Last year, Finland, Sweden, Estonia, Lithuania, Latvia and four other northern and eastern European countries wrote to the commission, protesting RED II’s planned new sustainability rules – and using similar arguments to Neste.
In an email to Urpilainen’s office, Finland’s biomass association, Bioenergia, suggested changing the language used in RED II in a way that could advance the Nordic SFM concept.
“[The] term ‘whole trees’ is very vague and could create serious problems for interpretation,” Bioenergia’s email said. “We recommend replacing the term ‘minimising the use of whole trees’ with a more specific and more biodiversity-related action, such as ‘increasing decaying wood in forests’.”
MEP Wiezik, a former ecology academic, said this was a “false and stupid” suggestion that “doesn’t make any sense at all”.
More than half the wood logged in Europe is likely to come from ‘whole trees’ – trunks, branches and treetops – rather than industry byproducts or recycled wood, according to the EU’s own scientists.
By labelling an email as ‘short-lived’, the commission is avoiding the obligation to reveal whether it exists
One lobby group, the Finnish Forest Industries Federation, sent Urpilainen’s cabinet a “to-do wishlist for policymakers” urging them to delete a “do no significant harm” injunction in a sustainable finance regulation, which it said would “undermine current forestry management activities including the use of fertilisers and pesticides in forestry”.
Meanwhile, 16 major Swedish forest owners wrote to Urpilainen in July 2021 saying they would “very much appreciate” if “Swedish and Finnish forest experts are included in the work” on the EU’s forest strategy.
A commission spokesperson said: “Commissioner Urpilainen’s cabinet receives many meeting requests and is by default open to exchanging with all the stakeholders within limits of the commissioner and cabinet members’ schedule.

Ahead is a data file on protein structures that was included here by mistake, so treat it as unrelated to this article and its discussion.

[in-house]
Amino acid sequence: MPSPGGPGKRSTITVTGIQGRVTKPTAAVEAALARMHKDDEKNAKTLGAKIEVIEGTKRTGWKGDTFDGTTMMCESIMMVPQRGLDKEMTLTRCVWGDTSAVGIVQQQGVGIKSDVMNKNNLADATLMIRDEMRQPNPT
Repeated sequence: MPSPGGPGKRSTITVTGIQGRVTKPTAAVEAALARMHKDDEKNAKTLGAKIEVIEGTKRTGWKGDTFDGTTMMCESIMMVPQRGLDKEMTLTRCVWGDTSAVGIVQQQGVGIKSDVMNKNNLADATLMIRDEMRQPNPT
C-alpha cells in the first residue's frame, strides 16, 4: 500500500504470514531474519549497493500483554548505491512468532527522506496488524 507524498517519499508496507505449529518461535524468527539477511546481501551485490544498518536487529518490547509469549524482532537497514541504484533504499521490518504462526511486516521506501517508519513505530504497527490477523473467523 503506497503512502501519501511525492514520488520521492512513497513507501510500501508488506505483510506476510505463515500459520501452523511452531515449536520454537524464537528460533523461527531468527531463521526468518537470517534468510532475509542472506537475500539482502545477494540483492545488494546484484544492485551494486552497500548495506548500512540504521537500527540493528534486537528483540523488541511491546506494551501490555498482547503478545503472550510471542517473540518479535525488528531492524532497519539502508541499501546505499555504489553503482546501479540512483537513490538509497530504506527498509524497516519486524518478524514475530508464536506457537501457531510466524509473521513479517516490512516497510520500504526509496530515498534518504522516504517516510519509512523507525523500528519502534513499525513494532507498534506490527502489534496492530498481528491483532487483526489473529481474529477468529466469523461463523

“The commissioner believes in broad dialogue with the EU member states, partner countries, civil society, and private companies. Meetings with civil society organisations or private companies are only accepted when they are registered in the European Commission’s transparency register and meetings that took place are duly notified therein.
“Decision-making in the European Commission is collegial. All cabinets participate in its preparatory meetings and discuss commission proposals prior to their adoption. These meetings are strictly internal in order not to compromise the decision-making of the college [of commissioners].”
Unanswered questions and violated rights
The EU Commission did not respond to openDemocracy’s questions about why Urpilainen’s cabinet was so focused on forestry, nor whether it promoted lobby requests in internal EU discussions, and if so whether any such efforts were successful.
In fact, over a six-month period, the commission flatly refused to search for three emails requested by openDemocracy, which could have shown whether Urpilainen’s office had intervened to advance specific requests by lobbyists.
The commission’s final response on the matter said the emails were considered to be “short-lived correspondence for a preliminary, internal exchange of views”.
openDemocracy is challenging that ruling with the support of the European Parliament’s ombudsman.
Rachel Hanna, a legal researcher for the Access Info Europe transparency campaign, said the emails should have been logged and made available to the public.
“By labelling an email as ‘short-lived’, the commission is avoiding the obligation to reveal whether it exists, and to record it as an official document,” she said.
“This not only violates the right of access to official documents of EU citizens, but it puts at risk the preservation of official decision-making. This narrowing of the right to request, as set out in the Charter of Fundamental Rights of the European Union, is unacceptable.”
The commission has used the same argument to try to prevent the release of text messages sent to Pfizer by the EU president Ursula von der Leyen during the pandemic, despite censure from the ombudsman for maladministration.